Strava provides unprecedented insight into the training behaviours of marathon finisher.
The faster marathon finishers are not just running further, they are running more frequently each week.
Over the the 12 weeks leading up to the marathon:
- Sub 3-hour finishers ran on average 42 miles per week, over 7 runs
- 3-4 hour finishers ran on average 27 miles per week, over 4 runs
- 4-5 hour finishers ran on average 18 miles per week, over 3 runs
- 5+ hour finishers ran on average 14 miles per week, over 2 runs
Sub 3-hour finishers record heaviest training week four weeks before the marathon, with a distance of 52 miles per week.
5+hour marathon finishers, record heaviest training week six weeks before the event with an average of 20 miles per week.
Strava aggregated and analysed the data of over 4,000 runners who uploaded their training and race data to the social network from the 2015 London Marathon, analysing the volume and quantity of training in the 12 weeks leading up to the event and how this correlated with sub 3- hour, 3-4 hour, 4-5 hour and 5-hour plus finishing times.
In the 12 weeks leading up to the event, Strava runners collectively clocked up a total distance of more than 1,265,489 miles. Cumulatively, they spent more than 181,797 hours running which is the equivalent of 20 years; some serious preparation.
Clocking up the Miles
The data reveals that to achieve a sub 3-hour marathon runners are putting in an impressive amount of training. Over the 12 weeks leading up to the marathon, sub 3-hour finishers ran on average 42 miles per week, this is almost double the distance of 3-4 hour finishers who ran on average 27 miles per week, and three times the distance of 5-hour plus finishers who ran on average 14 miles per week.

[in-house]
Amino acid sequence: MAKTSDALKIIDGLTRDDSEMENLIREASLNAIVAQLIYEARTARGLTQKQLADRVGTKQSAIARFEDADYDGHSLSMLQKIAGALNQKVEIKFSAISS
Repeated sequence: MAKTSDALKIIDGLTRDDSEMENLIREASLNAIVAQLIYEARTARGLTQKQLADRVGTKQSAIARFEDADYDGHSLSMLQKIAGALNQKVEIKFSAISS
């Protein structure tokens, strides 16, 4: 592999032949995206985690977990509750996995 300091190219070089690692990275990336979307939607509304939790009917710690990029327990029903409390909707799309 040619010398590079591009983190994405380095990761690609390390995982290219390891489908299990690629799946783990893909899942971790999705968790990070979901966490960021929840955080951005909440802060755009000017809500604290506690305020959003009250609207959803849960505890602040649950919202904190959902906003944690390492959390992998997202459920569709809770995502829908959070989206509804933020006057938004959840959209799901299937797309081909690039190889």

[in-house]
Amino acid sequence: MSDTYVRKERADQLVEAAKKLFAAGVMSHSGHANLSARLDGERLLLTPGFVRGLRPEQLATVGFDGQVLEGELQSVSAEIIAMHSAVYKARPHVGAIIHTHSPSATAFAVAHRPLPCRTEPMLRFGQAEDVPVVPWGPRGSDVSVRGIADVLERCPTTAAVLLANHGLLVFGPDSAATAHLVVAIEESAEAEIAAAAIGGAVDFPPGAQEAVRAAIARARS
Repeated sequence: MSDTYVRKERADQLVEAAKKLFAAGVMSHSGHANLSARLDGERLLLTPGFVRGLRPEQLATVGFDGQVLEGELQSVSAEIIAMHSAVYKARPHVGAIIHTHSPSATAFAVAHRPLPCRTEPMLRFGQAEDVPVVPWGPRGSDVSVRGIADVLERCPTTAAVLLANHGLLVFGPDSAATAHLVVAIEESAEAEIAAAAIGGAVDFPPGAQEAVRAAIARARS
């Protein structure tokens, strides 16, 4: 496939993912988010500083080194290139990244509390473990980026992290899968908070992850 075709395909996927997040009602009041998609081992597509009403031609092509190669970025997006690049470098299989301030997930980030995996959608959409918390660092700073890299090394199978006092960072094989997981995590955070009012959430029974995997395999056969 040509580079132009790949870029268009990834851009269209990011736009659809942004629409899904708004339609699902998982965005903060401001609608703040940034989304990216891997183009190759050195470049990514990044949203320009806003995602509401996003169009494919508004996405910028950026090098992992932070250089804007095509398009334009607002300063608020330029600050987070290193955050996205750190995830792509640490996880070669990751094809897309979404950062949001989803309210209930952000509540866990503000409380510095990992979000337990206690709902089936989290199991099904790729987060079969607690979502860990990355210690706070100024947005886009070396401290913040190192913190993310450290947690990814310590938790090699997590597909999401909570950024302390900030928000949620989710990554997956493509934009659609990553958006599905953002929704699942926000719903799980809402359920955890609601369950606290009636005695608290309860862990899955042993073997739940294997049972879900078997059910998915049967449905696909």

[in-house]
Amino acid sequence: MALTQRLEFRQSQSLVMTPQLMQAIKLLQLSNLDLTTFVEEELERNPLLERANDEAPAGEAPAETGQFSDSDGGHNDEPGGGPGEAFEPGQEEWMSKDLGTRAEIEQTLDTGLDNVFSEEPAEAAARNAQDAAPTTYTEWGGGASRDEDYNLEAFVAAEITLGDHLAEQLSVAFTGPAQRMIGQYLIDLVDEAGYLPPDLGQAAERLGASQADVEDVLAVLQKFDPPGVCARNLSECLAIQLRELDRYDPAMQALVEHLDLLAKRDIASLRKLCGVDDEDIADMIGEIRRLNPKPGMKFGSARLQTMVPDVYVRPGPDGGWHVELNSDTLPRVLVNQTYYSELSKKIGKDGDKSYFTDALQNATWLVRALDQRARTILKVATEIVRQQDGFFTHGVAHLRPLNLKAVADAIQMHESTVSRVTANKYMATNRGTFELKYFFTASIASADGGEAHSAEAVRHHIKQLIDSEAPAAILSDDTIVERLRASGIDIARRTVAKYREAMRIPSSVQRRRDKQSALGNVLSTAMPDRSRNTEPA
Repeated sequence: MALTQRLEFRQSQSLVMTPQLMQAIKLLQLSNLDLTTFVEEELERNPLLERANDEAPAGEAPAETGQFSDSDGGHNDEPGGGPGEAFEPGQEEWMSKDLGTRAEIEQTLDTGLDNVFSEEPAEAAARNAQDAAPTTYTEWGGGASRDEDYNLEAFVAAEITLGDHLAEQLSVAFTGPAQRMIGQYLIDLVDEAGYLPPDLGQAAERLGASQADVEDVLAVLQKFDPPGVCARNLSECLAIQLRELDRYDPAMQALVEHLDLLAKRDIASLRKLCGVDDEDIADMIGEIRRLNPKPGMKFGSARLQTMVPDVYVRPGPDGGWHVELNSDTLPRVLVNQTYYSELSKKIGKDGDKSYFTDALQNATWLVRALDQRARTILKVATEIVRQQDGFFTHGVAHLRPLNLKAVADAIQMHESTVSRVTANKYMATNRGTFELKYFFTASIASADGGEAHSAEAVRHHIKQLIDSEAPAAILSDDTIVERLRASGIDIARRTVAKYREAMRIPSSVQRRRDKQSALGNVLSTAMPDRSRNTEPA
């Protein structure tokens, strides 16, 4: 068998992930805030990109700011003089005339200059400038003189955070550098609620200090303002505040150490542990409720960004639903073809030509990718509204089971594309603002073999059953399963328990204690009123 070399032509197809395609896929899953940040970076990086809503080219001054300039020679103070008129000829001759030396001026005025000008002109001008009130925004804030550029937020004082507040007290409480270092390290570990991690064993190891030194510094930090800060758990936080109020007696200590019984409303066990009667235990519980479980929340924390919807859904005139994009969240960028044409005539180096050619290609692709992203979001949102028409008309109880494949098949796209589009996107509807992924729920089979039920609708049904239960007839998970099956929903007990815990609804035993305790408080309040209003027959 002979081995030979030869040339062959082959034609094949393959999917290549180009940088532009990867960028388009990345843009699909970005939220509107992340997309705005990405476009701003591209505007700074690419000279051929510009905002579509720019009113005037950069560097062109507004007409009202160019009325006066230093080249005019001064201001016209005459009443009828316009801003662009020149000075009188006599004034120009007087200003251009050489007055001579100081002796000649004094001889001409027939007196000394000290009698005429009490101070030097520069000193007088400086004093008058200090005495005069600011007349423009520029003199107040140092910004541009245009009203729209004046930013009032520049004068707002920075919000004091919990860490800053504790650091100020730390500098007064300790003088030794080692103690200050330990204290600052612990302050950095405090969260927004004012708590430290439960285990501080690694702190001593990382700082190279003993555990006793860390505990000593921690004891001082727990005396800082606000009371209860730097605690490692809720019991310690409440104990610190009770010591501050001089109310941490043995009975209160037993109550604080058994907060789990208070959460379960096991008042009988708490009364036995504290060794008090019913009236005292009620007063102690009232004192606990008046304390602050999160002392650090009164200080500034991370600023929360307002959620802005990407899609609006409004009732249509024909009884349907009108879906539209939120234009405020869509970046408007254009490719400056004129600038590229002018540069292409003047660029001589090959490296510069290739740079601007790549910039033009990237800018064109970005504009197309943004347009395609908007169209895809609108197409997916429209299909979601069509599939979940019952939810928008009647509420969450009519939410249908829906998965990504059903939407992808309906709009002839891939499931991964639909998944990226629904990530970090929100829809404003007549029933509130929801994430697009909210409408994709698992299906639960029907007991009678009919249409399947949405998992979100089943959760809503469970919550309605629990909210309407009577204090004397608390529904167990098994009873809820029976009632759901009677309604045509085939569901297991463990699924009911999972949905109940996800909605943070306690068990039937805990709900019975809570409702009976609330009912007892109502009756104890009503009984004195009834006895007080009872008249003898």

Distance and Frequency
The faster marathon finishers are not just running further; they are running more frequently each week. On average, sub 3-hour finishers spent 5 hours and 22 minutes per week in their running shoes, split over seven runs. Compared with 3-4 hour finishers who spent 3 hours 51 minutes running per week, over four runs. The 4-5 hour finishers averaged 3 hours over 3 runs; with 5- hour plus finishers spending 2 hours 30 minutes running per week over an average of just two runs.
| Marathon Finishing Time ||Average total distance per week ||Average running time per week ||Average no. of runs per week|
|Sub 3 hours ||42 miles ||5hr 22 min ||7|
|3-4 hours ||27 miles ||3hr 51 min|| 4|
|4-5 hours ||18 miles ||3hr 00 min|| 3|
|5+ hours ||14 miles ||2hr 30 min ||2|
Long Runs Vs Short Runs
Across all finishing times the breakdown of short runs versus long runs was very similar. Runs less than 5 miles accounted for the highest percentage of all training, making up 49% of all runs for sub 3-hour finishers, this was followed closely by runs between 5-10 miles. At the other end of the spectrum runs over 15 miles accounted for only 8% of all training for the sub 3-hour marathon finishers.
| Marathon Finishing Time ||<5 miles|| 5-10 miles ||10-15 miles|| >15 miles|
| Sub 3 Hours ||48.0% ||33.0%|| 11.0% ||8.0%|
| 3-4 hours ||40.5%|| 37.5% ||11.5%|| 10.5%|
| 4-5 hours ||45.0%|| 33.0% ||12.0%|| 10.0%|
| 5+ hours ||50.0% ||29.0%|| 12.0% ||9.0%|
Peaking and Tapering
Sub 3-hour marathon finishers hit their highest training volume four weeks before the marathon. At this point runners reached their heaviest training week, recording an average distance of 51 miles over the week, split across seven runs. The following week only saw a slight drop in mileage where they recorded 49 miles, but over 8 runs. After this there is a more obvious drop in volume to 36 miles, but still running regularly, with seven runs recorded. In marathon week, the sub 3-hour finishers still clocked up 17 miles over five runs. This is only slightly less than the heaviest training week for the 5+hour marathon finishers, who peaked at six weeks before the event with an average of 20 miles per week.
All data was collected from the 2015 London Marathon Strava Running Race: Strava.com.
To join the Strava Running Races page for the 2016 London Marathon, please visit: Strava.com.
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